Archive for February, 2010

nola represents

The Economist had an article titled “Back in the game” about New Orleans winning the Super Bowl (2-13-10 issue).  Being from Indianapolis, I was rooting entirely in the opposite direction, though particularly in light of the regional aspect everyone is taking, I can appreciate this being good for the city and whole area.  Essentially the article is about our post-racial world.  New Orleans has “historically voted along racial lines”, although the new white mayor had received 63% of the black vote and 70% of whites.  “Just over a year earlier, of course, Americans had elected a black president, a result that clearly shook up old patterns.”  Glad to see further evidence of what our generation inherently believed anyway, that if you were born a decade after MLKJr’s speech, you take it as an obvious given that color means no difference, and can’t we move beyond having fear of a fight for even discussing the topic.  Political markers indicate on a public scale that we are post-racial… choose to live that way individually, work together with the people around you to better our community group regardless of their physical description.

super bowl and racial harmony


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seeking the truth

How to deal with different beliefs among friends?  After a weighty discussion with a regular debater on the flip side of the coin, I wrote this email to one of my closest friends:

Two different points of view, we both have to answer the same question, just from contrasting sides of the table:
– You have to decide that someone involved in a religious, unintelligent, fantasy-believing group of people will not harm you by making decisions based on a foundation in the guidance of the Easter Bunny.
– I have to decide that someone denying the most powerful truth of existence (God, and his love for you) can have a stable foundation, when I know that no foundation except that in God is secure.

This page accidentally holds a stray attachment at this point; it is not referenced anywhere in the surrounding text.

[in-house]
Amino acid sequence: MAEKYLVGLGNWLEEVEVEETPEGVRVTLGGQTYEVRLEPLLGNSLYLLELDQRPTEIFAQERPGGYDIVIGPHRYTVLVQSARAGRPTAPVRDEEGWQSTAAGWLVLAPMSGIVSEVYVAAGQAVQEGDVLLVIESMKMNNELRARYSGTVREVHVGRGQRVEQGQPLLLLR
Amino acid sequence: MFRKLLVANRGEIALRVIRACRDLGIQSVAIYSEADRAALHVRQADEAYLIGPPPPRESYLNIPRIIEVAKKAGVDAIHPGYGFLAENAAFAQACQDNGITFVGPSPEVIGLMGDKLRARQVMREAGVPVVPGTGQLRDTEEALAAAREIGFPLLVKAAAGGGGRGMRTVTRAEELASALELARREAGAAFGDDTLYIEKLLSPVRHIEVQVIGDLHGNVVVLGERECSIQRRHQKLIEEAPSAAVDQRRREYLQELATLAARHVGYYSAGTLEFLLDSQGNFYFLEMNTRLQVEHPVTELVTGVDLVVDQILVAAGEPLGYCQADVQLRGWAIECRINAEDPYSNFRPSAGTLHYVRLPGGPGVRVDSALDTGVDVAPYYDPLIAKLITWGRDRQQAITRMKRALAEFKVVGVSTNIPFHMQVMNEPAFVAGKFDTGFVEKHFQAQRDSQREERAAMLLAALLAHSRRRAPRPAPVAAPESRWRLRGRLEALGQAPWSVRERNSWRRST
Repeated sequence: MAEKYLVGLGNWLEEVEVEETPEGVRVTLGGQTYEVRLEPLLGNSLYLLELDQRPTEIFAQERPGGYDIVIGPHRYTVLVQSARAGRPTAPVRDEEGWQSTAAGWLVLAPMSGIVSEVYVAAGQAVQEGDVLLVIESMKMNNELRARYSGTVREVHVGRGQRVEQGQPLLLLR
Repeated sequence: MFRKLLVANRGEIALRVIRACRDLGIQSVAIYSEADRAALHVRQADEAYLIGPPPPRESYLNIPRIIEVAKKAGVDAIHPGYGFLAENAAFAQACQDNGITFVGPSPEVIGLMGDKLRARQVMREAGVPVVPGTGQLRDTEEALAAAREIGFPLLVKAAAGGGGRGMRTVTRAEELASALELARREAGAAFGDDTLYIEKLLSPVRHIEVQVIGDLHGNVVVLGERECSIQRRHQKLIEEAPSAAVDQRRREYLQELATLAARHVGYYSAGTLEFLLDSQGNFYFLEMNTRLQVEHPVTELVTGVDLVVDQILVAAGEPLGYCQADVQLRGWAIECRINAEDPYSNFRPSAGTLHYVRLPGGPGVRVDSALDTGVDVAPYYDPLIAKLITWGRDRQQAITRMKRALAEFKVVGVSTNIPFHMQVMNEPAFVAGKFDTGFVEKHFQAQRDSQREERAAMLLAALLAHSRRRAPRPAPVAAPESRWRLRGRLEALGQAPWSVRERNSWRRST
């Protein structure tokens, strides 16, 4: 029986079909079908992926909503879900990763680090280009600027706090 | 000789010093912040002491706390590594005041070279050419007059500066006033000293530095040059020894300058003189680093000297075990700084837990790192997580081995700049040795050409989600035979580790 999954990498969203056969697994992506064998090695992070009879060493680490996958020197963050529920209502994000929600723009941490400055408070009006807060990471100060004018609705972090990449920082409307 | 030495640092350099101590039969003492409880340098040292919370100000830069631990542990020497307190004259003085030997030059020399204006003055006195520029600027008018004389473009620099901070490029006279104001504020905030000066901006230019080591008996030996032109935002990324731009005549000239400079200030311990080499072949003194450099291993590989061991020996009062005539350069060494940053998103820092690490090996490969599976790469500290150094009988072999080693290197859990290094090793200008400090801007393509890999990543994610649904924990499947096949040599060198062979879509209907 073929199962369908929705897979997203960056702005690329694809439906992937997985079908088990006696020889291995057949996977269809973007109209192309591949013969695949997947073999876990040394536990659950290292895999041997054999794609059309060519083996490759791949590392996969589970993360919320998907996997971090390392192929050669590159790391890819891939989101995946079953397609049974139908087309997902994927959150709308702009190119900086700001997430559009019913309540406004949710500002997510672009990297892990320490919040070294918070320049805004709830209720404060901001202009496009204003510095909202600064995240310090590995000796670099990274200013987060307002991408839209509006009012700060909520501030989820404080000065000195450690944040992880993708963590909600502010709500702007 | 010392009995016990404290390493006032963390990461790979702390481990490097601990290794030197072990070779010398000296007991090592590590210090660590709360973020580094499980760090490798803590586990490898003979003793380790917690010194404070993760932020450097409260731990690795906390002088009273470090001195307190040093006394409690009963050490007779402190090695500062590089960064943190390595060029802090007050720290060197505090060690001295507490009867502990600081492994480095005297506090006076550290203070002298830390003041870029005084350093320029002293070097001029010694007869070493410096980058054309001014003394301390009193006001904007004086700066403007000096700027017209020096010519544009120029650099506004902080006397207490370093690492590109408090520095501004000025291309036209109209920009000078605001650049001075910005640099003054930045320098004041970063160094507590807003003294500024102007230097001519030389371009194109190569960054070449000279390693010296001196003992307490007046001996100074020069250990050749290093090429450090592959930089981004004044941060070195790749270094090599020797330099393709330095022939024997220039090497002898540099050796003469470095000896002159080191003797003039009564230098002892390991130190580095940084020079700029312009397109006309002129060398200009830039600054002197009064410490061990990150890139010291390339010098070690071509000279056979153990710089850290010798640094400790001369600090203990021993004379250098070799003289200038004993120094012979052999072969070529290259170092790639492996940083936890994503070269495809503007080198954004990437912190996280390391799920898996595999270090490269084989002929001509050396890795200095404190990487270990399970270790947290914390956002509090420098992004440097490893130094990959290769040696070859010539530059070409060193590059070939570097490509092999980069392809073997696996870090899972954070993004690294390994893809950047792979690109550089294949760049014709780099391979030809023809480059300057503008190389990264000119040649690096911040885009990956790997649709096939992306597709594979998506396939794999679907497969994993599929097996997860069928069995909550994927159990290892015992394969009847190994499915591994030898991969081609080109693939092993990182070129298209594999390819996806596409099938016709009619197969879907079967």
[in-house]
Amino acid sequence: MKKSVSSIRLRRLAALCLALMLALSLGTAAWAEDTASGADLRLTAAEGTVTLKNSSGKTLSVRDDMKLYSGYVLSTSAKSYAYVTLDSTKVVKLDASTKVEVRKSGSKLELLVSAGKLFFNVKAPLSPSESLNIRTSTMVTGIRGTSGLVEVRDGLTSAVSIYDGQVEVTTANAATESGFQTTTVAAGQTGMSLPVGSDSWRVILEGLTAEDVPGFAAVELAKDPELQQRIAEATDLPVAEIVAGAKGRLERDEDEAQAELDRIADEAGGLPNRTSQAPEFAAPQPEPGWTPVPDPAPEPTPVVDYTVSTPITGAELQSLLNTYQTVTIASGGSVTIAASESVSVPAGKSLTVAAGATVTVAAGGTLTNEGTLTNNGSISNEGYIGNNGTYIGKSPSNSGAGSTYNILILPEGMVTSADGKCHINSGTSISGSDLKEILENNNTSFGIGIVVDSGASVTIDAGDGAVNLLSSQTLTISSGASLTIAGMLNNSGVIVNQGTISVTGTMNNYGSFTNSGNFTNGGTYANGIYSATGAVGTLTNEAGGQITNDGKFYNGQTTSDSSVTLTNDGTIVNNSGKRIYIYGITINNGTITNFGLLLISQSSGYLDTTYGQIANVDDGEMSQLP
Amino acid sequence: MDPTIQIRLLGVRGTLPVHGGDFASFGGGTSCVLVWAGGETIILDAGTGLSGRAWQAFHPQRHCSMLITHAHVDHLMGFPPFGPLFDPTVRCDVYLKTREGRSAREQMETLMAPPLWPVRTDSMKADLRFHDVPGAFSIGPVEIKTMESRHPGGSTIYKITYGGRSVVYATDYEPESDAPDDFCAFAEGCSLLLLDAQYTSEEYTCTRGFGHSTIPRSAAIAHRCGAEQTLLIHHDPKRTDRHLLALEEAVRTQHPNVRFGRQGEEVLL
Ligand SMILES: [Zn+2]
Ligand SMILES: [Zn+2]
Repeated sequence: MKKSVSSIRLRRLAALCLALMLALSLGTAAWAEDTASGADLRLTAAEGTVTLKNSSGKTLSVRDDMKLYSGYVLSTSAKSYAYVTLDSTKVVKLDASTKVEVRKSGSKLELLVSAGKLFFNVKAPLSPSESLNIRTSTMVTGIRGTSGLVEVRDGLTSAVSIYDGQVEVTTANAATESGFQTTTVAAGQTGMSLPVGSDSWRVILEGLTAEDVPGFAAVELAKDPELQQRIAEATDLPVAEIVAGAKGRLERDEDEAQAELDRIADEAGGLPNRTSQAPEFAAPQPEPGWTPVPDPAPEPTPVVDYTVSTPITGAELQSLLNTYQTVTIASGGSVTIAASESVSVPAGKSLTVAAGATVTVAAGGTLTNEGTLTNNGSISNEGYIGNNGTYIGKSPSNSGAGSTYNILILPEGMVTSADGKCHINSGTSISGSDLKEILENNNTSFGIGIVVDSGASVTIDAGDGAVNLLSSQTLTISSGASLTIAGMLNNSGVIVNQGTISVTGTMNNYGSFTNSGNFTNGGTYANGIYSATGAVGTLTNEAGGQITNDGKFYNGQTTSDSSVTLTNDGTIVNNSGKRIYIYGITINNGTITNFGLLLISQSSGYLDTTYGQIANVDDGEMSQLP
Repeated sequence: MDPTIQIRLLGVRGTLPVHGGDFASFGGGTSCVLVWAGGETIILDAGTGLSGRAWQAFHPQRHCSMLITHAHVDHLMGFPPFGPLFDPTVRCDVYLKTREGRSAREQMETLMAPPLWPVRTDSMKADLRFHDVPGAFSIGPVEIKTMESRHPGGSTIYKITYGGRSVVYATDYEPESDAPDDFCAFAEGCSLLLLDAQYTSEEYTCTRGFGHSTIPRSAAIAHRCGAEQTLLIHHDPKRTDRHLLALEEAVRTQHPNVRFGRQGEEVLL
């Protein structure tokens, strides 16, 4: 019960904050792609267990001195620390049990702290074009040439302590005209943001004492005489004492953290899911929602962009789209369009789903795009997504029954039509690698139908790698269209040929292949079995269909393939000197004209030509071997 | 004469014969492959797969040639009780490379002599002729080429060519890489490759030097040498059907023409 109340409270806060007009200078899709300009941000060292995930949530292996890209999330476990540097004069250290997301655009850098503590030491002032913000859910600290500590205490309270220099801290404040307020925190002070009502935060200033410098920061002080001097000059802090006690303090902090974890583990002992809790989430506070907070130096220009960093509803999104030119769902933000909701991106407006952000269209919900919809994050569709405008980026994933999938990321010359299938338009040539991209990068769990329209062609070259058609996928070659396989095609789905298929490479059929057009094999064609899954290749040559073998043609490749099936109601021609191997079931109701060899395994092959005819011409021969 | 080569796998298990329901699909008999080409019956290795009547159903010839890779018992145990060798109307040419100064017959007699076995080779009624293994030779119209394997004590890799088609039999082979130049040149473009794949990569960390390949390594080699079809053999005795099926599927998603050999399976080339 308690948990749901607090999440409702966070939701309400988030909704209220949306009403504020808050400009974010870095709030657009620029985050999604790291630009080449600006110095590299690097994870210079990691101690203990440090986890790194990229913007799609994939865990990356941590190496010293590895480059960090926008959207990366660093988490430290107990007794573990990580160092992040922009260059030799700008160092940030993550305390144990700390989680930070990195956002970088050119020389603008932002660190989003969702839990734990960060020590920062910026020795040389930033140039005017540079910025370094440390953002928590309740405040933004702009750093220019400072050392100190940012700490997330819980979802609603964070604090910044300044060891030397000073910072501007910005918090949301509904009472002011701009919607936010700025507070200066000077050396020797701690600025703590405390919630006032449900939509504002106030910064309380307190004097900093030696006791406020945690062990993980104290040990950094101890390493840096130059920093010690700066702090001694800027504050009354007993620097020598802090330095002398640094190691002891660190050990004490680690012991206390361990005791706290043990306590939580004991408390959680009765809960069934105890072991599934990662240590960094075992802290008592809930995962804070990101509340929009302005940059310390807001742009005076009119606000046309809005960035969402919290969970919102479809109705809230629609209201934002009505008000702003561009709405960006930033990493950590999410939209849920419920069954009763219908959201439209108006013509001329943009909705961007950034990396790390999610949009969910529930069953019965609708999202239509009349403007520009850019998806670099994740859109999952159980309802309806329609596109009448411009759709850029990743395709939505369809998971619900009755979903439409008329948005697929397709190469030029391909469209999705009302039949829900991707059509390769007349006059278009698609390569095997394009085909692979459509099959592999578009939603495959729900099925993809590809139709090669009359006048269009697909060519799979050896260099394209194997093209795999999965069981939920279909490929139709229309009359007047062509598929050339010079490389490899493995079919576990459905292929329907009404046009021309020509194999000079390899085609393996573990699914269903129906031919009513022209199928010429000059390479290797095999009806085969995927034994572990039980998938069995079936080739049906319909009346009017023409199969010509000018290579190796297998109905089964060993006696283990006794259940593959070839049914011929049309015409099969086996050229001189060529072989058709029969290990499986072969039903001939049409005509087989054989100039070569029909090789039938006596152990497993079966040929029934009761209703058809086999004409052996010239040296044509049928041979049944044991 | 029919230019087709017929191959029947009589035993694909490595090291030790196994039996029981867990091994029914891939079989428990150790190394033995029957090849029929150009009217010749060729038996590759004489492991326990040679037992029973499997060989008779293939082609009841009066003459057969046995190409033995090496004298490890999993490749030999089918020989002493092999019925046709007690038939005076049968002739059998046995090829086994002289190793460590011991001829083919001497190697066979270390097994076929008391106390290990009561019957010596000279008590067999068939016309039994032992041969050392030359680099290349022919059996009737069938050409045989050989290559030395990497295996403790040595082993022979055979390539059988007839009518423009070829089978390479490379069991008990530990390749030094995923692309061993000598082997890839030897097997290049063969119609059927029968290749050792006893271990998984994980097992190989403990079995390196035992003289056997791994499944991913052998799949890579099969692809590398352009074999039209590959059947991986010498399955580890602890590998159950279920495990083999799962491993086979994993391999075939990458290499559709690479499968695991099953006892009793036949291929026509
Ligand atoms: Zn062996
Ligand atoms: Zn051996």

I have addressed this question in my mind long ago, and here we are together still.  My confidence in the future does not come from our inherent abilities or from the feeling of security that money can buy.  God gives us abilities, which we should grow and develop, such as working hard to build a career.  God provides money.  God provides oxygen.  Just as we can find reasons why oxygen exists without proving God, we can point to many reasons money is gained that seemingly have nothing to do with the Creator.  But money is a tool, not the answer itself.  There may be a direct correlation between our work and the money gained for that work, but that does not make ourselves or other people the actual source.  A person puts a plant seed in the ground, a person waters it, but that doesn’t mean the person makes it grow.  God created the soil, the water, the person, and the process by which it grows.  To deny this is to, I think, deny reality, and therefore have a less complete understanding of every past and future activity.

It seems that one refutation of my belief is that, well, if I really believed it I would live differently, and would never have any contradictions or do anything unChristian.  Perfect faith would act 100% of the time with love, joy, peace, patience, kindness, goodness, faithfulness, gentleness, and self-control.  You know my flaws and that I’m nowhere close to that.  Christianity does not say, “believe this, and then you’ll be perfect and deserve blessings”.  It says, “Christ’s perfection covers your misdeeds, strive to follow his model of serving others”.

Please recognize the double-standard in place.  You constantly try to convert me to your point of view, yet if I try to convert you, in your words, “there’s no way we would be friends”.  If I refer to God’s existence as fact, you get angry, while you refer to your point of view as fact every day.  Sometimes it’s in a belittling manner, sometimes it’s in the most respectful tone you can offer toward what you consider to be a ridiculous myth.  As long as we are on different sides of this coin, it will take great effort to follow what we each believe to be true while treating the other person and their right to have a different understanding entirely with respect.

We both want the other person to believe the truth, not lies.  Not because we want the other person to concede we’re “right”, but because we care for each other deeply, and belief in a lie is a sad state to be in.  There’s no other way to say it than, God is calling for you to have the peace that only comes from knowing him.  I know you have an equally blunt and opposite statement for me.  There’s only one reality out there, and I hope we both get to as close an understanding of it as is humanly possible.

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